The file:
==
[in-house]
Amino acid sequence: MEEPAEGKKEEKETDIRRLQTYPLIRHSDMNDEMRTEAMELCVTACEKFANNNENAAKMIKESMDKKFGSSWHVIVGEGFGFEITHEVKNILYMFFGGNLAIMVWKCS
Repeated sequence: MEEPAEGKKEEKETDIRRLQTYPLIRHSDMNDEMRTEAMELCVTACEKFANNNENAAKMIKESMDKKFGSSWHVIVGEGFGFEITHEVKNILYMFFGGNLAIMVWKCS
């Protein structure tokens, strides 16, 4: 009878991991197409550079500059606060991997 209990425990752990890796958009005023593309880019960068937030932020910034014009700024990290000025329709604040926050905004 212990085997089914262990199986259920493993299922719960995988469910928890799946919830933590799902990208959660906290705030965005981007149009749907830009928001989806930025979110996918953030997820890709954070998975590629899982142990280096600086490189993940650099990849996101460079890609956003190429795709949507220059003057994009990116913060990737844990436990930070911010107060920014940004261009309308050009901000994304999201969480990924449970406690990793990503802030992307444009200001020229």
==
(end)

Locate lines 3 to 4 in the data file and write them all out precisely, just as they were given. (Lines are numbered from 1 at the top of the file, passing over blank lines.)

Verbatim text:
Repeated sequence: MEEPAEGKKEEKETDIRRLQTYPLIRHSDMNDEMRTEAMELCVTACEKFANNNENAAKMIKESMDKKFGSSWHVIVGEGFGFEITHEVKNILYMFFGGNLAIMVWKCS
């Protein structure tokens, strides 16, 4: 009878991991197409550079500059606060991997 209990425990752990890796958009005023593309880019960068937030932020910034014009700024990290000025329709604040926050905004 212990085997089914262990199986259920493993299922719960995988469910928890799946919830933590799902990208959660906290705030965005981007149009749907830009928001989806930025979110996918953030997820890709954070998975590629899982142990280096600086490189993940650099990849996101460079890609956003190429795709949507220059003057994009990116913060990737844990436990930070911010107060920014940004261009309308050009901000994304999201969480990924449970406690990793990503802030992307444009200001020229």